Soybean Fertilization Research Results - December 14, 2009
[Title Slide – Soybean Fertilization Research Results with Dr. Nathan Slaton, Professor of Crop, Soil, and Environmental Sciences; Number 23, December 14, 2009 ]
[Dr. Nathan Slaton] Basically, the most important thing is rate. And we see that both with our P and our K.
[Slide with table]
Trends in Soybean Fertilization
|Acres||Avg. Rate||Acres||Avg. Rate|
|%||lb P2O5/A||%||lb K2O/A|
|Source: USDA-NASS, Agricultural Chemical Use Reports|
The data that we have to this date suggests the rate of application is more important than the time that the fertilizer is applied.
[Dr. Slaton] The second really deals with round-up ready technology. We know that the yellow flash that occasionally you see after round-up that is perhaps due to manganese deficiency. [Picture of soybean plants - manganese deficient beans.] We know that we have manganese deficient soils here in the state and [Dr. Slaton] we know that if we do need manganese you need to put it out about 7 or 8 days after a round-up application. You do not need to mix manganese in with round-up because it will antagonize the Round-Up activity and reduce weed control.
The other thing is, especially in areas where we have built a lot of reservoirs, soybean does not like low Ph. If you have silt-loam soils with low Ph, your yields are probably going to suffer. So there is fine line there in managing that soil Ph for rice and doing something for your beans to make sure your not hurting your beans.
Poultry litter, it’s a fine nutrient source for beans. [Slide with table]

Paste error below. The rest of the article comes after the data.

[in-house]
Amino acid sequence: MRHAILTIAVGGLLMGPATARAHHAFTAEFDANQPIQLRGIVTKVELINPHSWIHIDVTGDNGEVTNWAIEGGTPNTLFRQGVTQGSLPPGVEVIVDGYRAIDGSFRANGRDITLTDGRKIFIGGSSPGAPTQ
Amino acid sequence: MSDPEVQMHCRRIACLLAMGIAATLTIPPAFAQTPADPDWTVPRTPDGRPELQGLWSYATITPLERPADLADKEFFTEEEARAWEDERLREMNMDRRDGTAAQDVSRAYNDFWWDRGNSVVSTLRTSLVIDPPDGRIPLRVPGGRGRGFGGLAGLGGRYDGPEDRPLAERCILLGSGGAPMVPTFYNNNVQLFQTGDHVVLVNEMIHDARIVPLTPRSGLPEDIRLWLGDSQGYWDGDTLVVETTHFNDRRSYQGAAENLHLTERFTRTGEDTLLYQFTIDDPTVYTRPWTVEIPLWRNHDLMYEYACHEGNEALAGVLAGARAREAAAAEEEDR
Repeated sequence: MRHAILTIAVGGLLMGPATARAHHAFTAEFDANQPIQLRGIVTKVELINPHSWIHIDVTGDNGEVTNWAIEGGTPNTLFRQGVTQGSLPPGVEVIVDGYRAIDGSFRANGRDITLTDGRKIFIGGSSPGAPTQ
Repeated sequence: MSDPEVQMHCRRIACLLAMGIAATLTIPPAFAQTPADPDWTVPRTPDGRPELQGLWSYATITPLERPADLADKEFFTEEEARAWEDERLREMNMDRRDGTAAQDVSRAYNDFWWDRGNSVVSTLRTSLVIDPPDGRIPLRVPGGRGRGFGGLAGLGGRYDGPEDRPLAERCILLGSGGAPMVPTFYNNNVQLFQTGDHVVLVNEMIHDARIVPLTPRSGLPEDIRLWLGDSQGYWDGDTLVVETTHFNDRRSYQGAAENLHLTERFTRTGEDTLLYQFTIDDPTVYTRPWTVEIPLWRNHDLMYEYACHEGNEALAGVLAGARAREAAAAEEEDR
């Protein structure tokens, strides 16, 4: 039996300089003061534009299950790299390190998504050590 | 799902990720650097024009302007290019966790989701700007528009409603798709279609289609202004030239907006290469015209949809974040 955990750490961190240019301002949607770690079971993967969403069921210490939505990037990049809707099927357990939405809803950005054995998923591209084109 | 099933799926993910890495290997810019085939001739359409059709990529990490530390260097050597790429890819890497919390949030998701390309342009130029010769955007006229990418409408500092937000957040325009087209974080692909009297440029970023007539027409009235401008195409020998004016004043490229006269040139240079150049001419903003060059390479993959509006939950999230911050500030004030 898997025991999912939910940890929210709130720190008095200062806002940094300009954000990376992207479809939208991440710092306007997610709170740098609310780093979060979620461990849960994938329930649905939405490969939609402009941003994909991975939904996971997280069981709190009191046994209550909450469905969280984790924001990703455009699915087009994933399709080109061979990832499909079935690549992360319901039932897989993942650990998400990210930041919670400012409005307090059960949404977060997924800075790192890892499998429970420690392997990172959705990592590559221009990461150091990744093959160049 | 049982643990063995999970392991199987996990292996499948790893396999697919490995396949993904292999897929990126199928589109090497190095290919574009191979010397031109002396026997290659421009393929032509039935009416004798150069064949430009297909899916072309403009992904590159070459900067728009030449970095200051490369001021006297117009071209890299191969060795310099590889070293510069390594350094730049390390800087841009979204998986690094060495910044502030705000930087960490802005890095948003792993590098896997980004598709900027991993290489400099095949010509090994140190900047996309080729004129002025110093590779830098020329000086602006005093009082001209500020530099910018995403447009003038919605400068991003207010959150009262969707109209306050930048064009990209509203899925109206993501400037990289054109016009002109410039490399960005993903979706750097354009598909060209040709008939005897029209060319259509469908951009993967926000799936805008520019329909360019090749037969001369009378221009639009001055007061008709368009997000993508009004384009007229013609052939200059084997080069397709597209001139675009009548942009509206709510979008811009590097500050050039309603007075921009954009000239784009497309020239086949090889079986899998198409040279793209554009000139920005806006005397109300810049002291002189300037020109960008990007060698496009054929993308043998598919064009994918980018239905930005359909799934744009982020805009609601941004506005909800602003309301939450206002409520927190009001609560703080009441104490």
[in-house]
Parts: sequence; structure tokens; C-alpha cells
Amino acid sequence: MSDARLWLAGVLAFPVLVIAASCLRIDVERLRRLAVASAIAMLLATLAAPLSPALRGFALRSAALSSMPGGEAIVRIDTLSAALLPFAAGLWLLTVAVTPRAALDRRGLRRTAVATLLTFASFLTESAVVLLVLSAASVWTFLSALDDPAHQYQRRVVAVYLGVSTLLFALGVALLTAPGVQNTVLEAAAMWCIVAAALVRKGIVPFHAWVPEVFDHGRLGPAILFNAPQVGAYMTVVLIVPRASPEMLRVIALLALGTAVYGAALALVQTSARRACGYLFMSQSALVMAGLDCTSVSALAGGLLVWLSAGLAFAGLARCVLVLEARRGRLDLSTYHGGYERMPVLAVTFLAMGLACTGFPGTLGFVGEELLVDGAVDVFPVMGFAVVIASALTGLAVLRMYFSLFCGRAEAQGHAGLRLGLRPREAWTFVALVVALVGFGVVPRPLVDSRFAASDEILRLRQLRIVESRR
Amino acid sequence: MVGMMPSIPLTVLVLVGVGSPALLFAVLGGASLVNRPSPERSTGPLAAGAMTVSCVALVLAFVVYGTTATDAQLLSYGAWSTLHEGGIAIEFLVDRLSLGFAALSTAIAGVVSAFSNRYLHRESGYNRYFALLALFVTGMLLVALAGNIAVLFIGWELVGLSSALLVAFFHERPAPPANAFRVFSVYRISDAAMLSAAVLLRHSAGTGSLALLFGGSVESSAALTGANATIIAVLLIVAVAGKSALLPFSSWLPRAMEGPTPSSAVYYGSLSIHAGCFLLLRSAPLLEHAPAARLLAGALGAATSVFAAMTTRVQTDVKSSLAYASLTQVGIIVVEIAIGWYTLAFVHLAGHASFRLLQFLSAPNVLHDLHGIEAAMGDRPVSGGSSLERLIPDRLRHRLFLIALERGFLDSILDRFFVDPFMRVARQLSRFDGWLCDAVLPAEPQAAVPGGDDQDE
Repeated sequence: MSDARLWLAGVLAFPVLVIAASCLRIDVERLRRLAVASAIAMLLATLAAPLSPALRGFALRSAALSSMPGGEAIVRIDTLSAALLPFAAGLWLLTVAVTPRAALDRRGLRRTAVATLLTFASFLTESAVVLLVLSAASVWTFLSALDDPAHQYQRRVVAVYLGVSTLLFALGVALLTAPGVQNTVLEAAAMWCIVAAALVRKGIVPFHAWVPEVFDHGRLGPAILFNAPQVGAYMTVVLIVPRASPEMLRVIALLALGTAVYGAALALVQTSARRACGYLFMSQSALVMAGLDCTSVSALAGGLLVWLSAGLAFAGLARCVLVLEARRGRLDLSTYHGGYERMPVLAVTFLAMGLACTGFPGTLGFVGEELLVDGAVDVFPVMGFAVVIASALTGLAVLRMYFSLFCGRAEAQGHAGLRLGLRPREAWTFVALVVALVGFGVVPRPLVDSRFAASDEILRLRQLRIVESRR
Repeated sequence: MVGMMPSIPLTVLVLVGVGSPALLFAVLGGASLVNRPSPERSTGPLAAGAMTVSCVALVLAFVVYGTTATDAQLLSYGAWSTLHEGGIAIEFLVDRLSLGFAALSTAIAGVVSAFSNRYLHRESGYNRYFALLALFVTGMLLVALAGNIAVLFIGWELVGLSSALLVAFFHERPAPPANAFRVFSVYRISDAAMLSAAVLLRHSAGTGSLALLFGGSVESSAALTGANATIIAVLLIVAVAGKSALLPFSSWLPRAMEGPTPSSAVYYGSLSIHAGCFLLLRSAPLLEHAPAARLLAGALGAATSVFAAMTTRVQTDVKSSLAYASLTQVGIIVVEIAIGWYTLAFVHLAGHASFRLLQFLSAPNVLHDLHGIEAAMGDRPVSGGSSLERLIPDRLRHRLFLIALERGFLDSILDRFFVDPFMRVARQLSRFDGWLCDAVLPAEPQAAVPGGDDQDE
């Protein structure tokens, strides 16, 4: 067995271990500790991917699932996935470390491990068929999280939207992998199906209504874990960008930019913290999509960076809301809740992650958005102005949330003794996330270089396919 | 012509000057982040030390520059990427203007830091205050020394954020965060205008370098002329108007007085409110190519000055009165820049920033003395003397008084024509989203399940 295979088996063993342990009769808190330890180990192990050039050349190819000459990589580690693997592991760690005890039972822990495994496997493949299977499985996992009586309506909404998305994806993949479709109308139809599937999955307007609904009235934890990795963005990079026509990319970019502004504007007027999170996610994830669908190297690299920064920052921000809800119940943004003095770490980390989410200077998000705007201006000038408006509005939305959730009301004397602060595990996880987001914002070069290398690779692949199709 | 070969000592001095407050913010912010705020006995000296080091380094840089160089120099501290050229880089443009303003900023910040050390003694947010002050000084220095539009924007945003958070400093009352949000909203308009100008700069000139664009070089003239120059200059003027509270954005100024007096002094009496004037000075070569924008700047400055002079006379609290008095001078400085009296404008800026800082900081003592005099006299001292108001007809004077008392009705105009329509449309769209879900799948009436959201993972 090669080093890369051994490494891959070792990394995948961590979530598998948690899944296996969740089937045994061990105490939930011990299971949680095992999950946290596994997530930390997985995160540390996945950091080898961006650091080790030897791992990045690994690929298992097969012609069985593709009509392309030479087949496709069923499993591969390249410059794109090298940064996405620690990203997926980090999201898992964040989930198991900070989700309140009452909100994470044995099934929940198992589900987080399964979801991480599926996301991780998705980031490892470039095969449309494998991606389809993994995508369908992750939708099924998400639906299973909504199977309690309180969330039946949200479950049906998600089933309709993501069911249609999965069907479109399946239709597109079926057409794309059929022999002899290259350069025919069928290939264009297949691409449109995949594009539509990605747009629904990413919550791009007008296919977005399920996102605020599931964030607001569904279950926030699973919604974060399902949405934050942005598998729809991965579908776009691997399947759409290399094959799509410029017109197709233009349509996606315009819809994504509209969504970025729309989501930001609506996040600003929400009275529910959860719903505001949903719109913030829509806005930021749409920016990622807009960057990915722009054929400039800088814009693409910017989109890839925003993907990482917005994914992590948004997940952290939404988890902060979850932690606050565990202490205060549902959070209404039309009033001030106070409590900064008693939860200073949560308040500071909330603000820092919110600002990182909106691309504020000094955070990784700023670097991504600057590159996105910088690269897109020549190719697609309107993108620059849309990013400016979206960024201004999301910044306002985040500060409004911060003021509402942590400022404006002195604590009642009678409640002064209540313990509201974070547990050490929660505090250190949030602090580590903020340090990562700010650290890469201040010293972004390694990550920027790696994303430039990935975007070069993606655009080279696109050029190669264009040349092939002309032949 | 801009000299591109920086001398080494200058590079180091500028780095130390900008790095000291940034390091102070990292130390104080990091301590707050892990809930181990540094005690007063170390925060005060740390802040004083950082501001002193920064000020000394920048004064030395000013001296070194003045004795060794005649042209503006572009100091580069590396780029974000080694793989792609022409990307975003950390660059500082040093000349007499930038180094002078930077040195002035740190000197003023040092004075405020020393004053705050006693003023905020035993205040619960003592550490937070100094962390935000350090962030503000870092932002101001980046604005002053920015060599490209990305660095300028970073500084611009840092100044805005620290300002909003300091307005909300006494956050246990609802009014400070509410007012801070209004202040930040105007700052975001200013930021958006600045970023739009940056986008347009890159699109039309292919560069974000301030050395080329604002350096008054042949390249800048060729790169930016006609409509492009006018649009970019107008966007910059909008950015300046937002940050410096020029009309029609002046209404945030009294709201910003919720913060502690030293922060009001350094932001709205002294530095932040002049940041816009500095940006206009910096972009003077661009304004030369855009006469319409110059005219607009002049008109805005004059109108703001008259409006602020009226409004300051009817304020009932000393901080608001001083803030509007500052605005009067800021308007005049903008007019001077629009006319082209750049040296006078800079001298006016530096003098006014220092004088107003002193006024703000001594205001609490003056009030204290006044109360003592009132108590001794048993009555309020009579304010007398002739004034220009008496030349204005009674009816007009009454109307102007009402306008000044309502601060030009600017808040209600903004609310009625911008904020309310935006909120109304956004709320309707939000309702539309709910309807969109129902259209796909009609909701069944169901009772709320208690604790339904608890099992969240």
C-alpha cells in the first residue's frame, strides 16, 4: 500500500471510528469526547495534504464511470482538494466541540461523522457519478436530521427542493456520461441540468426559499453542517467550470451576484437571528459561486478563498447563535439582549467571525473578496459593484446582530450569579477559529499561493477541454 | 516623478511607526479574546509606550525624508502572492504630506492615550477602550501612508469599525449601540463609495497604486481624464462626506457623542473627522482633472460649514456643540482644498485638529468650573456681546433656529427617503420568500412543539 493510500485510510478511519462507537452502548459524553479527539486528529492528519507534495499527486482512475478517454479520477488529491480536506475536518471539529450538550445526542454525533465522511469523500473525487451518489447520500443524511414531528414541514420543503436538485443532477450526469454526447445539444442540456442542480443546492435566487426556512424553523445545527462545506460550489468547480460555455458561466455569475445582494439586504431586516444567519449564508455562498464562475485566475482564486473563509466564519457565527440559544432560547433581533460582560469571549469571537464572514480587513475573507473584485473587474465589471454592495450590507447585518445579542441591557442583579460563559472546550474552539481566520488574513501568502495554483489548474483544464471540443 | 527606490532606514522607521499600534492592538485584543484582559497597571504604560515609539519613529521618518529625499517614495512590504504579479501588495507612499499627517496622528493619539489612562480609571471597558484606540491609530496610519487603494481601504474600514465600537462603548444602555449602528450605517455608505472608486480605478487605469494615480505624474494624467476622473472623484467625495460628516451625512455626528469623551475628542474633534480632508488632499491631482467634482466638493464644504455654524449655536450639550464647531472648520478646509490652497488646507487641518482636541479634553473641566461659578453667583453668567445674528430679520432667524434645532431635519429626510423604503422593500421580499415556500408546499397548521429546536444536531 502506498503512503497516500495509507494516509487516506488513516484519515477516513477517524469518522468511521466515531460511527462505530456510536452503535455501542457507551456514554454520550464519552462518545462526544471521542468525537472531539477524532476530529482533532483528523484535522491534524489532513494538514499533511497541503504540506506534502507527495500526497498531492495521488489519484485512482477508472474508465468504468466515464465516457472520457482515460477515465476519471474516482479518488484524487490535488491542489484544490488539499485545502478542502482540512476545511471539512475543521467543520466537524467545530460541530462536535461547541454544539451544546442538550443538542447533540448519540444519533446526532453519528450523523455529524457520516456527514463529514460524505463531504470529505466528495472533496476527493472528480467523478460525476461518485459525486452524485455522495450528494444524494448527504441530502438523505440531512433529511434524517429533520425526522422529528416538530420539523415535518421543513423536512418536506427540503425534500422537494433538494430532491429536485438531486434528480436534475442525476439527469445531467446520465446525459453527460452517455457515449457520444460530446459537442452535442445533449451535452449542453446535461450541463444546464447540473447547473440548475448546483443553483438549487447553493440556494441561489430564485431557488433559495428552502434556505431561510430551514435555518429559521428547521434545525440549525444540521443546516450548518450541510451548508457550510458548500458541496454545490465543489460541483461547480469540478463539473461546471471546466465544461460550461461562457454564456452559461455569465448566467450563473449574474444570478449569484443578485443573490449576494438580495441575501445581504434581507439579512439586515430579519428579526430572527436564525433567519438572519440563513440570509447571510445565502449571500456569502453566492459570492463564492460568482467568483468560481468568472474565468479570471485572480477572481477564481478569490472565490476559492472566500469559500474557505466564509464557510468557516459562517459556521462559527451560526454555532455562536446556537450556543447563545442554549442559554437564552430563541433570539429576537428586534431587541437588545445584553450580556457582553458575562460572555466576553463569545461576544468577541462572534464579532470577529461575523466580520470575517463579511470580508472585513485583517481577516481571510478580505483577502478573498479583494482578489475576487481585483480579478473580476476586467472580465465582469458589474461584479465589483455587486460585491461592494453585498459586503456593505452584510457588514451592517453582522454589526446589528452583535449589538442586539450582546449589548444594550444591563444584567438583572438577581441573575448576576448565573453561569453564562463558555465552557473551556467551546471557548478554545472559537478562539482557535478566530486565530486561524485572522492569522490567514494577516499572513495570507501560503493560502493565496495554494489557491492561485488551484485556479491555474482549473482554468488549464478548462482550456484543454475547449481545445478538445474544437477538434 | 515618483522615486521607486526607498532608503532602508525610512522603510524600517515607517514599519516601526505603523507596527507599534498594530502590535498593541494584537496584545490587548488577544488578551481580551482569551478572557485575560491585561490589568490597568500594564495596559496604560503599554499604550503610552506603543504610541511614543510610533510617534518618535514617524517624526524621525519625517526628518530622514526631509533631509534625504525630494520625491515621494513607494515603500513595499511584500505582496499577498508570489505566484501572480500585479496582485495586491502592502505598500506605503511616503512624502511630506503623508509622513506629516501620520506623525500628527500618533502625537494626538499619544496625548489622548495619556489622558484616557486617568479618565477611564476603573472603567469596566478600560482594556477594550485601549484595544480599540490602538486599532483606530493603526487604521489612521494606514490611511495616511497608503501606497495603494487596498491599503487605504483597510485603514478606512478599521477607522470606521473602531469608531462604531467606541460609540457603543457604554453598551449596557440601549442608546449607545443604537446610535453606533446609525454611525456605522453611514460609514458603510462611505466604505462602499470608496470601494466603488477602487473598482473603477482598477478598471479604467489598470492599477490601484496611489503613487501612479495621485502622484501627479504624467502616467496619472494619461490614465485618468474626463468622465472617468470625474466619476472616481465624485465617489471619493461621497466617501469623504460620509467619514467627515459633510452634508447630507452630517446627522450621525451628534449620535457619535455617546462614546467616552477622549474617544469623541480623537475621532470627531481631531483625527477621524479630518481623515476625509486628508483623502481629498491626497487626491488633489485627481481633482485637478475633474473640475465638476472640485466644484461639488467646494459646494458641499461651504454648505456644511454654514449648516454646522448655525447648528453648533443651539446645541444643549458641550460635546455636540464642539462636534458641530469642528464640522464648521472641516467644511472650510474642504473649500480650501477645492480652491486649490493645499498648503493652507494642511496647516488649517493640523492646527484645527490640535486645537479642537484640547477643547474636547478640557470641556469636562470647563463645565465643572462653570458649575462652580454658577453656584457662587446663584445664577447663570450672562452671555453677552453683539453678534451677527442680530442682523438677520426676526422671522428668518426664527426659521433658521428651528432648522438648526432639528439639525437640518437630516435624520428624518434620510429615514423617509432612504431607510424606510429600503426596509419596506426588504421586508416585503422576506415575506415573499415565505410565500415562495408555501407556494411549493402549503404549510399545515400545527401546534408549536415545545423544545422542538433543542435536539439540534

|Poultry Litter - Fertilizer Value|
The P and K availability appears to be equivalent to our inorganic fertilizers. Certainly we would encourage you, because every load of poultry litter, every house could be a little bit different and you need to have it chemically analyzed for moisture content and nutrient content. If you are having it delivered to your farm you need to sample it when it is delivered. If you do not sample it until after is has been stacked on the turn row or in the field and been rained on numerous times, [Dr. Nathan Slaton] you’re going to have to put on a pair of hip boots, wade into that dude with a shovel and dig down until you find some dry material.
[Narrator] Your Arkansas Soybean Podcast is a production of the University of Arkansas Division of Agriculture and was funded in part by the Arkansas Soybean Promotion Board. For more information on soybean farming in Arkansas contact your local county Extension Office. [Title slide - For more information contact your local county Extension office. Your Arkansas Soybean Podcast, University of Arkansas Division of Agriculture, Arkansas Soybean Promotion Board]